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Amateur theatrics

Published:  18 January, 2007

My last article needled several women in the world of wine, forcing me to reconsider a lifetime's belief that it was the male of the species who takes himself the more seriously whereas women, closer to life because they bear it, are able to distance themselves from their own egos. But no. No way.

Fiona Beckett, Joanna Simon and Jancis Robinson MW all took exception to the idea that they depended upon rich spouses to subsidise their wine writing, and they made their feelings clear. Joanna went as far as to cancel her subscription to this magazine; Jancis protested to me, Fiona to the editor (demanding an apology). Well, while it was clear, I thought, that much of what I wrote was tongue-in-cheek, I was making a serious point: few people make a comfortable living wholly from writing about wine, and many could not do it if they did not have a working partner.

I apologise for ruffling Fiona's feathers in suggesting her husband was a motor magnate'. He buys only the odd classic car', she says, a fact I knew, and I suppose all reasonable people will infer from this that while Mr Beckett is not rolling in it, he is not impecunious. However, I would ask Fiona this: had you not a partner, of whatever financial weight, would your earnings from wine writing have enabled you to live in the way you do, have educated the kids, bought a second home in France? I put the same question, mutatis mutandis, to Joanna.

To Jancis, clearly not. She towers above her spouse in status and earning power as she towers above all other extant wine writers except dear old Hugh and that rampant Parker fellow. Jancis was irritated that I applied the term miserably remunerated' to her when this was patently intended to be a joke, and I cannot imagine any sane reader thinking otherwise. It is only surprising that she, as with her two colleagues, failed to appreciate the satirical nature of what I wrote. My God! Imagine accompanying Jancis to the flicks to see A Fish Called Wanda. I can hear her now: Bit far-fetched, didn't you think?'

I thought my last article, though a lampoon in certain respects, was making a credible point. Wine writing is not a way to make a serious living, and those who practise it should not expect to become rich by so doing. Which wine writers are wholly self-financing in the UK? Half a dozen? Eight? Less than a dozen? Out of the 261 members of the Circle of Wine Writers, that is not an impressive figure.

But how many members even expect to be sufficiently remunerated so as to render unnecessary the enforced seeking of other avenues, related or not, of income? Even a tearaway success like Matthew Jukes has, since my last article, confessed to me he must do restaurant consulting in order to trouser an adequate wage packet. Likewise my first three years of wine writing were wholly subsidised by my creative directorship of an ad agency, and it was with some astonishment, I can tell you, that I found I was able to relinquish the latter - or more accurately it relinquished me - and could still pay the mortgage and feed and clothe the kids, and my then-wife could allow her professional career to lapse (though the purchase of the odd classic car was, and is, beyond me).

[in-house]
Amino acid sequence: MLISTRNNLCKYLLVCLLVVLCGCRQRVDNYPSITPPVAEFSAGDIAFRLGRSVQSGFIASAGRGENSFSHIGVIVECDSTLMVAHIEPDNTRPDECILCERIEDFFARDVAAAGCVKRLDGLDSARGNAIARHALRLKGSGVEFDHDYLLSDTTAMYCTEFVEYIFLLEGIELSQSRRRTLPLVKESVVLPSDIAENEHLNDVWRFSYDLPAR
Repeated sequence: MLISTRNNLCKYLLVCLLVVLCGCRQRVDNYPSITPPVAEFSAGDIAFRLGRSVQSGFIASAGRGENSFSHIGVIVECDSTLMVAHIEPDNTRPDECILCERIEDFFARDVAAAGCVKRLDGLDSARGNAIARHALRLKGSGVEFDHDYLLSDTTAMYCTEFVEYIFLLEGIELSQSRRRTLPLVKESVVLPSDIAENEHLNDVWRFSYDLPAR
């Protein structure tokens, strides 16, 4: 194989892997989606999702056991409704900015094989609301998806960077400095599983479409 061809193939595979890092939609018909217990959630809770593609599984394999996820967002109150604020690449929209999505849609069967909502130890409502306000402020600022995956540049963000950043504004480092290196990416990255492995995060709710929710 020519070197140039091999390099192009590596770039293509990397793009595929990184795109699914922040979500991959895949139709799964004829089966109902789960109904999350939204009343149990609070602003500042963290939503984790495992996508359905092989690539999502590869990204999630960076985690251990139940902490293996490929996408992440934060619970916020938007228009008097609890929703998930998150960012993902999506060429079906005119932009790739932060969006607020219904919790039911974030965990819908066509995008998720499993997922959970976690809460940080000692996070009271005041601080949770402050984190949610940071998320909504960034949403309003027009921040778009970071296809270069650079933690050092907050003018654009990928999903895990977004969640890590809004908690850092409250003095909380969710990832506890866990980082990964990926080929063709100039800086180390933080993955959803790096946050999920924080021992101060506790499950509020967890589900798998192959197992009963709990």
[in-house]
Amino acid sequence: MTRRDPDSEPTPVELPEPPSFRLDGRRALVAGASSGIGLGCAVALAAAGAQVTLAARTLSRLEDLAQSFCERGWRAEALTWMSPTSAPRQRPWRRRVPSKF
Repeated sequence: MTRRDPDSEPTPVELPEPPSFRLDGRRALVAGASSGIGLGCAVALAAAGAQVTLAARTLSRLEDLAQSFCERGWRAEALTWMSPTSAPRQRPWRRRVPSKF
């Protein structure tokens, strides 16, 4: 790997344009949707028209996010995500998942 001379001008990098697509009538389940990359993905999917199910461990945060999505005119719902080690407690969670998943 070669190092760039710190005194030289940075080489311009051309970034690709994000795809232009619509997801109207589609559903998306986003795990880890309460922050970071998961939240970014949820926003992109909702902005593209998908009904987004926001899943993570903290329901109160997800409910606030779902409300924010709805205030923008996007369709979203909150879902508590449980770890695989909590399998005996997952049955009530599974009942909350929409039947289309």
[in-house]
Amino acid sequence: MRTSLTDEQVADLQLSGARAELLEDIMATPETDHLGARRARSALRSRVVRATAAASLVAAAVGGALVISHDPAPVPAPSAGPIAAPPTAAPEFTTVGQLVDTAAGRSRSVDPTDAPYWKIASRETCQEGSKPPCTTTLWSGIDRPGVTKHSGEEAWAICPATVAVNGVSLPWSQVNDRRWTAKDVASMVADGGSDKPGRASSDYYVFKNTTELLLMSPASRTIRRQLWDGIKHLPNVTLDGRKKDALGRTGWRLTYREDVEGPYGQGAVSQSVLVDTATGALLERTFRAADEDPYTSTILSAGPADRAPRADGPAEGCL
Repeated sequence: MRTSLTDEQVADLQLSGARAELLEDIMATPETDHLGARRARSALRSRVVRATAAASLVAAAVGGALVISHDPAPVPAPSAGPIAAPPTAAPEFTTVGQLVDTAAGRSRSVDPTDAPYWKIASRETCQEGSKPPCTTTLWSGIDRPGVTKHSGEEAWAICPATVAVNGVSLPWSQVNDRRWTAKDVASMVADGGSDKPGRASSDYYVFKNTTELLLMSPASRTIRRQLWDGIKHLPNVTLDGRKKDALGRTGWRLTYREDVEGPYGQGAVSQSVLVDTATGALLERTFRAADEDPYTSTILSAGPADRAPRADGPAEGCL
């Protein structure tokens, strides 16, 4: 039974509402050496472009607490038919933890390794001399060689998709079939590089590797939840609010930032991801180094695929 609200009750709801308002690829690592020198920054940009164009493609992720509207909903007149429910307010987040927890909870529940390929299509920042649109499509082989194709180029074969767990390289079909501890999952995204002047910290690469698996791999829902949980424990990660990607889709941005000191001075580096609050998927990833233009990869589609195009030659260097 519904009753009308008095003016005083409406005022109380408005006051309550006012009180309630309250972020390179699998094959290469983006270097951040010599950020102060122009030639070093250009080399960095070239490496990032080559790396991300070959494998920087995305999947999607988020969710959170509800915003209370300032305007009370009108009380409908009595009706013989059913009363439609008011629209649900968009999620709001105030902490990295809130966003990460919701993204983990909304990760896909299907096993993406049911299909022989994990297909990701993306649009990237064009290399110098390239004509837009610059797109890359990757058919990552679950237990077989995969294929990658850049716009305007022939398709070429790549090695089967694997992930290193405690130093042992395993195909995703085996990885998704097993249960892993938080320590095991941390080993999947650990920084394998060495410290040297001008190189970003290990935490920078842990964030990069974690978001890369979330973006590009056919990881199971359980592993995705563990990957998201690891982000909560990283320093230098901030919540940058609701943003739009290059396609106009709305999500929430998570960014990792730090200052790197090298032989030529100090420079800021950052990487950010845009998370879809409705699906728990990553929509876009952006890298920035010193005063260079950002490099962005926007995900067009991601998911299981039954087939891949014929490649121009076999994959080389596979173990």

Wine writing is mainly an amateur pursuit: it is not necessary to have a single qualification in order to write on wine. Only literacy and a thirst for the subject are required. Likewise, wine merchanting and wine producing were amateur in many respects before the rise of the supermarket wine department and modern oenological methods and production techniques. The amateur approach to wine writing may not be hugely profitable for the writer, but it can be rewarding for the reader. A writer who combines and connects in her writing many cultural activities is all the richer for it, and those writers who can express this diversity are thereby the most enriching to read.

Nicholas Faith, Stephen Brook, Giles MacDonogh and Andrew Barr are living examples; each has, or had, a wider cultural remit. Hugh Johnson's delicious style is wholly inspired from other fields, more disparate concerns. Style, insight, wit, wide knowledge, humanity - a wine writer with those attributes, even if s(he) is a dinosaur who considers screwcaps to be the invention of the devil and terroir to be the major determinant of wine style, will be far more worth reading than any po-faced professional prophet.

The mistake is to take oneself too seriously - wine, after all, is only alcoholised fruit juice - or to see wine writing as Mosaic prognostication.

It is a privilege and joy to write on a subject one loves, and those charms must remain, for many, its greatest rewards.